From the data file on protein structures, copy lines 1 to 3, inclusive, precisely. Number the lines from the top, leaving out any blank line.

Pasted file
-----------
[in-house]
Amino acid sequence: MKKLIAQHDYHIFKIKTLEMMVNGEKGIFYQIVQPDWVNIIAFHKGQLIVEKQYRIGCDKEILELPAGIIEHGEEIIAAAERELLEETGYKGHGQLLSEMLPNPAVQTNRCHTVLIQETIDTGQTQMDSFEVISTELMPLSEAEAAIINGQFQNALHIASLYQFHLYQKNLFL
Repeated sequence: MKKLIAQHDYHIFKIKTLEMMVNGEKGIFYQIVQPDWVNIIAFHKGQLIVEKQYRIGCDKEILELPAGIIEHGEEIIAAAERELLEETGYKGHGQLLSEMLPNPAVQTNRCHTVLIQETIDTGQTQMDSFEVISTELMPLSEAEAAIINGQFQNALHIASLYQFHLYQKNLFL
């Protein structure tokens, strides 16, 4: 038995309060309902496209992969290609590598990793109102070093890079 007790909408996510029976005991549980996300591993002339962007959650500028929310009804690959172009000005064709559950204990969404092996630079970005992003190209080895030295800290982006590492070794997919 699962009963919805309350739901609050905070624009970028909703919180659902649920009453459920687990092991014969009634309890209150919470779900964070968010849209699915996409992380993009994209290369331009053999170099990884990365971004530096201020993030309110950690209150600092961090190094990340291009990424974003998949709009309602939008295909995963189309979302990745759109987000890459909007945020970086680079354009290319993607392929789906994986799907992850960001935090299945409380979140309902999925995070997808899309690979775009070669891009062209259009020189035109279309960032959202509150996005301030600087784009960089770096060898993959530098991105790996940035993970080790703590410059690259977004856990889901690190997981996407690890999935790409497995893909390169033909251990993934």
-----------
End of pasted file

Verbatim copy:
[in-house]
Amino acid sequence: MKKLIAQHDYHIFKIKTLEMMVNGEKGIFYQIVQPDWVNIIAFHKGQLIVEKQYRIGCDKEILELPAGIIEHGEEIIAAAERELLEETGYKGHGQLLSEMLPNPAVQTNRCHTVLIQETIDTGQTQMDSFEVISTELMPLSEAEAAIINGQFQNALHIASLYQFHLYQKNLFL
Repeated sequence: MKKLIAQHDYHIFKIKTLEMMVNGEKGIFYQIVQPDWVNIIAFHKGQLIVEKQYRIGCDKEILELPAGIIEHGEEIIAAAERELLEETGYKGHGQLLSEMLPNPAVQTNRCHTVLIQETIDTGQTQMDSFEVISTELMPLSEAEAAIINGQFQNALHIASLYQFHLYQKNLFL